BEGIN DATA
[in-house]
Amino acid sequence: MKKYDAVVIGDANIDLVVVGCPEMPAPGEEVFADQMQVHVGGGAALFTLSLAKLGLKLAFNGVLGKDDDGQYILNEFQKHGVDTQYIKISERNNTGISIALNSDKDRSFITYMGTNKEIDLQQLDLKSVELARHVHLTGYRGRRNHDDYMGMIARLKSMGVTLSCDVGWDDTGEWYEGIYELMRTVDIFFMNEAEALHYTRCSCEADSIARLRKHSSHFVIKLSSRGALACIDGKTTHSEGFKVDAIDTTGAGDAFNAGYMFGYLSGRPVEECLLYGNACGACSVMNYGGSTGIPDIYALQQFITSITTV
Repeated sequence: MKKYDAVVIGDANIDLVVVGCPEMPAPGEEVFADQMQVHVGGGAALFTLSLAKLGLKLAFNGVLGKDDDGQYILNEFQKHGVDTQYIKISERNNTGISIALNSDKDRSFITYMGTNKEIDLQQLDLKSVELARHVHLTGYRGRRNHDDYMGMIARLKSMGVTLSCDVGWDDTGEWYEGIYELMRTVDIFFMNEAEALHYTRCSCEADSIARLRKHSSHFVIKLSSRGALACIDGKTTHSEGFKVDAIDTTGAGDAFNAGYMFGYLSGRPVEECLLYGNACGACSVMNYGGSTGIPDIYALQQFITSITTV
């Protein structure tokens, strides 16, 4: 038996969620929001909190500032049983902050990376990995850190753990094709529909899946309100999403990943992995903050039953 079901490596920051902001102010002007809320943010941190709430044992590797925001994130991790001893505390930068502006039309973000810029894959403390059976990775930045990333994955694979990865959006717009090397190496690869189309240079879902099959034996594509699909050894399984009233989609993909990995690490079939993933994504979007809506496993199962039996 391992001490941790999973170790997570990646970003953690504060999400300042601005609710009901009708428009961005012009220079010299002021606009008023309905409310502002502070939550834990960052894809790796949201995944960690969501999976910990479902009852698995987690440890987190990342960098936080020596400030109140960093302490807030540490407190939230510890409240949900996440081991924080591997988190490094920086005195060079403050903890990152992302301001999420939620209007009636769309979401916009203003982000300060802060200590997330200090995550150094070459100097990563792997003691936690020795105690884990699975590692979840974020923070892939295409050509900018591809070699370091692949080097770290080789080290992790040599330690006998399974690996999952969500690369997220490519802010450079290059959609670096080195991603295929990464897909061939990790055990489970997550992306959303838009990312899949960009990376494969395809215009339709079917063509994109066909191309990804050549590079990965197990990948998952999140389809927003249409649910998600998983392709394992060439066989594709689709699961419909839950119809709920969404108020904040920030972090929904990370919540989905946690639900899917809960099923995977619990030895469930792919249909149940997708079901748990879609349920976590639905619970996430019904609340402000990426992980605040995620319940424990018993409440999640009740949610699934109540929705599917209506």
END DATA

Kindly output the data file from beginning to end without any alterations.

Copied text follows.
[in-house]
Amino acid sequence: MKKYDAVVIGDANIDLVVVGCPEMPAPGEEVFADQMQVHVGGGAALFTLSLAKLGLKLAFNGVLGKDDDGQYILNEFQKHGVDTQYIKISERNNTGISIALNSDKDRSFITYMGTNKEIDLQQLDLKSVELARHVHLTGYRGRRNHDDYMGMIARLKSMGVTLSCDVGWDDTGEWYEGIYELMRTVDIFFMNEAEALHYTRCSCEADSIARLRKHSSHFVIKLSSRGALACIDGKTTHSEGFKVDAIDTTGAGDAFNAGYMFGYLSGRPVEECLLYGNACGACSVMNYGGSTGIPDIYALQQFITSITTV
Repeated sequence: MKKYDAVVIGDANIDLVVVGCPEMPAPGEEVFADQMQVHVGGGAALFTLSLAKLGLKLAFNGVLGKDDDGQYILNEFQKHGVDTQYIKISERNNTGISIALNSDKDRSFITYMGTNKEIDLQQLDLKSVELARHVHLTGYRGRRNHDDYMGMIARLKSMGVTLSCDVGWDDTGEWYEGIYELMRTVDIFFMNEAEALHYTRCSCEADSIARLRKHSSHFVIKLSSRGALACIDGKTTHSEGFKVDAIDTTGAGDAFNAGYMFGYLSGRPVEECLLYGNACGACSVMNYGGSTGIPDIYALQQFITSITTV
């Protein structure tokens, strides 16, 4: 038996969620929001909190500032049983902050990376990995850190753990094709529909899946309100999403990943992995903050039953 079901490596920051902001102010002007809320943010941190709430044992590797925001994130991790001893505390930068502006039309973000810029894959403390059976990775930045990333994955694979990865959006717009090397190496690869189309240079879902099959034996594509699909050894399984009233989609993909990995690490079939993933994504979007809506496993199962039996 391992001490941790999973170790997570990646970003953690504060999400300042601005609710009901009708428009961005012009220079010299002021606009008023309905409310502002502070939550834990960052894809790796949201995944960690969501999976910990479902009852698995987690440890987190990342960098936080020596400030109140960093302490807030540490407190939230510890409240949900996440081991924080591997988190490094920086005195060079403050903890990152992302301001999420939620209007009636769309979401916009203003982000300060802060200590997330200090995550150094070459100097990563792997003691936690020795105690884990699975590692979840974020923070892939295409050509900018591809070699370091692949080097770290080789080290992790040599330690006998399974690996999952969500690369997220490519802010450079290059959609670096080195991603295929990464897909061939990790055990489970997550992306959303838009990312899949960009990376494969395809215009339709079917063509994109066909191309990804050549590079990965197990990948998952999140389809927003249409649910998600998983392709394992060439066989594709689709699961419909839950119809709920969404108020904040920030972090929904990370919540989905946690639900899917809960099923995977619990030895469930792919249909149940997708079901748990879609349920976590639905619970996430019904609340402000990426992980605040995620319940424990018993409440999640009740949610699934109540929705599917209506």